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It’s time to say goodbye

| Friday, May 15, 2015

It’s time.

I’ve put off this one last contribution to The Observer long enough, unfairly prolonging the Senior Week days of our underclassmen working in the South Dining Hall basement.

It’s a writer’s block in a different way, equal parts not knowing how and not wanting to say these things, a fear of finality that becomes all the more real with each intermittent keystroke.

It’s time to say goodbye.

Goodbye to the most incredible group of people by which I’ve ever been and might ever be surrounded.

In high school, college is hyped up as this four-year objective, the ambiguous endgame of SATs, ACTs, AP exams, guided tours and info sessions. Then you arrive on campus, settle in, make friends and go to class, and college is more than the place you’ll spend “the best four years of your life.” It becomes your life.

Weird as I am, I’ve had those big-picture moments when I try to contextualize what we’re doing here. Tucked away in northwest Indiana, there are 8,477 undergraduate students, plus all the professors, staff and faculty, working toward goals — learning, serving, teaching. I’ve had those moments when I’ve thought I’ll never be around as talented a group of people.

But as the years went on, my thinking changed. I’ll never be around a better group of people. Yes, the talent of everyone here is remarkable. But it’s the overall quality of person that continually strikes me.

An overworked senior who carves out time to send well-wishes to a sick dining-hall worker. An underclassman who organizes uplifting messages and gifts for the family of a student that just lost a parent. A graduate who stays connected and stays available for a local fatherless teenager. A professor who pores over and questions every word in every paper, prompting us to be better. A South Bend elementary school teacher who extends his days with rowdy students so they can receive extra tutoring.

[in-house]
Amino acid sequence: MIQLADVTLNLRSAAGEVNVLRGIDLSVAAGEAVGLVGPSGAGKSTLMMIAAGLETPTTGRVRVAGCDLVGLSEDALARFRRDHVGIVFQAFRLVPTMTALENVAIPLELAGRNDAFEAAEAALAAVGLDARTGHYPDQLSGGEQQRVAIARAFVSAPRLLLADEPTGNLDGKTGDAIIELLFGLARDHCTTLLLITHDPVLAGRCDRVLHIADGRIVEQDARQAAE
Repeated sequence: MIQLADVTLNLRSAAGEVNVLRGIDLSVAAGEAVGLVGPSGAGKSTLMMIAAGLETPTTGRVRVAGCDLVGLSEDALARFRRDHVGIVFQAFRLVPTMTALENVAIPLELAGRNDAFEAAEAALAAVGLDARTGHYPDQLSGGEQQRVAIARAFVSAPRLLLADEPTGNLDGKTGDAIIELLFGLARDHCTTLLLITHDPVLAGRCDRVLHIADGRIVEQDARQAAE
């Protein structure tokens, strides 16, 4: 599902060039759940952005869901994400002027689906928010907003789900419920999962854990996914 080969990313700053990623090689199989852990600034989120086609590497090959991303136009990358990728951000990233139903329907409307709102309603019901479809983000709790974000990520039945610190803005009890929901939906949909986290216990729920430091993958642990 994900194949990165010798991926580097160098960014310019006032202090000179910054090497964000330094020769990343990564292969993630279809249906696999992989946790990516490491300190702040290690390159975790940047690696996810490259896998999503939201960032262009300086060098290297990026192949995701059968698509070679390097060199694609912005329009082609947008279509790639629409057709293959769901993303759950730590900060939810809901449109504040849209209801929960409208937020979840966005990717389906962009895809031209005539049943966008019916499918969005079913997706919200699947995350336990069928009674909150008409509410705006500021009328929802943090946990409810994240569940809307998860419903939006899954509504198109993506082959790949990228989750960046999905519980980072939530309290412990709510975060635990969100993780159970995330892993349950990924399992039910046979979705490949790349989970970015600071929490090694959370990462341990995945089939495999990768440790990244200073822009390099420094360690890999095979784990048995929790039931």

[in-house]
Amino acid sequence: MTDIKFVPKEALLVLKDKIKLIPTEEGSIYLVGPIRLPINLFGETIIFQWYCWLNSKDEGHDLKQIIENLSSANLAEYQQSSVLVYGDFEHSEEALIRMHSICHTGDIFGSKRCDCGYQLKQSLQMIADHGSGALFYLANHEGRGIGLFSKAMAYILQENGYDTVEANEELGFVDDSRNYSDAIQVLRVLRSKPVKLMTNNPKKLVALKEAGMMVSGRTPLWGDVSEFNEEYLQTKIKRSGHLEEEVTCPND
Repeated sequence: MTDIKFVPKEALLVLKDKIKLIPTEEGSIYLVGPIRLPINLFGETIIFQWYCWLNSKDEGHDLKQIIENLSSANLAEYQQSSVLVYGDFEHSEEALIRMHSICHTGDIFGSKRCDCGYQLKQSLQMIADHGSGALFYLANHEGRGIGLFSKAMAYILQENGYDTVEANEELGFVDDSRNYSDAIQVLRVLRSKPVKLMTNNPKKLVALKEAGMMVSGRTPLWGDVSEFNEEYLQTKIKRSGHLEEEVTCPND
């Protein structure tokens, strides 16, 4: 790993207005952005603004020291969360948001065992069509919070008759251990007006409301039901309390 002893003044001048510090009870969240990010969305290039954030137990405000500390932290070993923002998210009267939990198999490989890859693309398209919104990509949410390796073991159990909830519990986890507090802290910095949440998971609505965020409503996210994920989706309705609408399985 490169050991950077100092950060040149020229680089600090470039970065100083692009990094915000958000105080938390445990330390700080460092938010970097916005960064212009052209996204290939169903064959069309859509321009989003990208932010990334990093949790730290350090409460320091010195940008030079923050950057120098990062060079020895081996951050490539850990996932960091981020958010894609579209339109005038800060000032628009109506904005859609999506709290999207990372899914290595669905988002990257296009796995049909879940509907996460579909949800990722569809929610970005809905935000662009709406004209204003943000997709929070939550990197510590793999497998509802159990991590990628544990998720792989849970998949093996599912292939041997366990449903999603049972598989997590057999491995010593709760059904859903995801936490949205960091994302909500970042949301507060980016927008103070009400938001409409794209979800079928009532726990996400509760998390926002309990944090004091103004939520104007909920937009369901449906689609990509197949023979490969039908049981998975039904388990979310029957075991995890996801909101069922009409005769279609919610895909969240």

It’s time to say thank you.

Thank you to all these wonderful people and so many more. To my parents and grandparents, who’ve given me the chance to live here and who’ve supported my every move, read my worst articles and remained my loyal (and sometimes only) broadcast listeners. To my sister, who’s always just a phone call away, whether she was living her own college years in Pennsylvania or starting her new life in the working world in Boston.

Thank you to my friends, for an endless dropbox of memories, laughs, smiles, pick-up games at the Rock, late-night conversations of opposite extremes of seriousness and walks to the Grotto. Thanks for the dorm-room radiators, Wednesday night river races, tabletop tears, unending support and understanding (I swear this is my last bit of work for The Observer).

Thank you to my co-workers and professors, and thanks for changing those labels to simply friends. Thanks for the late-night YouTube clips (Cousin Terio, looking at you) in the Observer office and the should-be-out-right-now investigative reporting (Bruno’s Night Blackout, great timing). Thanks for giving me chances, challenging me, questioning me and showing me.

It’s time. And that’s sad. That’s exciting. That’s scary. That’s fulfilling. That’s regrettable. That’s rewarding.

But there’s comfort in knowing these friendships, these memories and these years defy time.

Mike Monaco is graduating with a degree in film, television and theatre, as well as minors in the Gallivan Program in Journalism, Ethics and Democracy and business economics. He will remain a Chiptole addict and proponent of the number 42. He can be reached through jmmonaco.com

The views expressed in this column are those of the author and not necessarily those of The Observer.

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About Mike Monaco

Senior Sports Writer Mike Monaco is a senior majoring in Film, Television and Theatre with a minor in Journalism, Ethics, and Democracy as well as Business Economics. The O’Neill Hall native hails from the Boston area and is an aspiring play-by-play broadcaster.

Contact Mike